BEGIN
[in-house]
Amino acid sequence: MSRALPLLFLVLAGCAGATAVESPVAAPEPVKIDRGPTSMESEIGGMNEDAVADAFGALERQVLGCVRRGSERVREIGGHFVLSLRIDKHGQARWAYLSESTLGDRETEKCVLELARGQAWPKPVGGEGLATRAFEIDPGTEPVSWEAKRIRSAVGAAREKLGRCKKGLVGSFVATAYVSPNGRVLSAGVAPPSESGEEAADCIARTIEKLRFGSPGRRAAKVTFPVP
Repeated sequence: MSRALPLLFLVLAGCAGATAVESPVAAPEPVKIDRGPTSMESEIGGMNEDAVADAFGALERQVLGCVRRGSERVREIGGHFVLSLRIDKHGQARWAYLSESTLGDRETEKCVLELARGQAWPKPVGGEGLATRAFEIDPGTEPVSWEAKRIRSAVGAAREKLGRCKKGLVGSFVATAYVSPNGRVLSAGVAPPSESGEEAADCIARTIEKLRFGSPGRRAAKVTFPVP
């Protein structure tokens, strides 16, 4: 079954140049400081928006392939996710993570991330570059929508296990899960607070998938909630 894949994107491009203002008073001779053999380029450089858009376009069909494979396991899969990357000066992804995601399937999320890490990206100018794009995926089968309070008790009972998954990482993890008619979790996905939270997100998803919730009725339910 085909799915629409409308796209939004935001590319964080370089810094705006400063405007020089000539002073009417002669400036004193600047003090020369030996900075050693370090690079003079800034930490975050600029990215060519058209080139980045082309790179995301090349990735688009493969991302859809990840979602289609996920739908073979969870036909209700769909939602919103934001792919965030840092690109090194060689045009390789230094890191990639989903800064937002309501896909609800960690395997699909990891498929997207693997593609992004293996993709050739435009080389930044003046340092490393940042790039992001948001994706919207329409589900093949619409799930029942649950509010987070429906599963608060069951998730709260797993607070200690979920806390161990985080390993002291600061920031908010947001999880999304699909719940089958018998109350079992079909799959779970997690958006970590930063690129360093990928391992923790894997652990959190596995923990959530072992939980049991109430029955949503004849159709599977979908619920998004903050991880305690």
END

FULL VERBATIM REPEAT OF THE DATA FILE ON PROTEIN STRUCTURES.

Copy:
[in-house]
Amino acid sequence: MSRALPLLFLVLAGCAGATAVESPVAAPEPVKIDRGPTSMESEIGGMNEDAVADAFGALERQVLGCVRRGSERVREIGGHFVLSLRIDKHGQARWAYLSESTLGDRETEKCVLELARGQAWPKPVGGEGLATRAFEIDPGTEPVSWEAKRIRSAVGAAREKLGRCKKGLVGSFVATAYVSPNGRVLSAGVAPPSESGEEAADCIARTIEKLRFGSPGRRAAKVTFPVP
Repeated sequence: MSRALPLLFLVLAGCAGATAVESPVAAPEPVKIDRGPTSMESEIGGMNEDAVADAFGALERQVLGCVRRGSERVREIGGHFVLSLRIDKHGQARWAYLSESTLGDRETEKCVLELARGQAWPKPVGGEGLATRAFEIDPGTEPVSWEAKRIRSAVGAAREKLGRCKKGLVGSFVATAYVSPNGRVLSAGVAPPSESGEEAADCIARTIEKLRFGSPGRRAAKVTFPVP
């Protein structure tokens, strides 16, 4: 079954140049400081928006392939996710993570991330570059929508296990899960607070998938909630 894949994107491009203002008073001779053999380029450089858009376009069909494979396991899969990357000066992804995601399937999320890490990206100018794009995926089968309070008790009972998954990482993890008619979790996905939270997100998803919730009725339910 085909799915629409409308796209939004935001590319964080370089810094705006400063405007020089000539002073009417002669400036004193600047003090020369030996900075050693370090690079003079800034930490975050600029990215060519058209080139980045082309790179995301090349990735688009493969991302859809990840979602289609996920739908073979969870036909209700769909939602919103934001792919965030840092690109090194060689045009390789230094890191990639989903800064937002309501896909609800960690395997699909990891498929997207693997593609992004293996993709050739435009080389930044003046340092490393940042790039992001948001994706919207329409589900093949619409799930029942649950509010987070429906599963608060069951998730709260797993607070200690979920806390161990985080390993002291600061920031908010947001999880999304699909719940089958018998109350079992079909799959779970997690958006970590930063690129360093990928391992923790894997652990959190596995923990959530072992939980049991109430029955949503004849159709599977979908619920998004903050991880305690």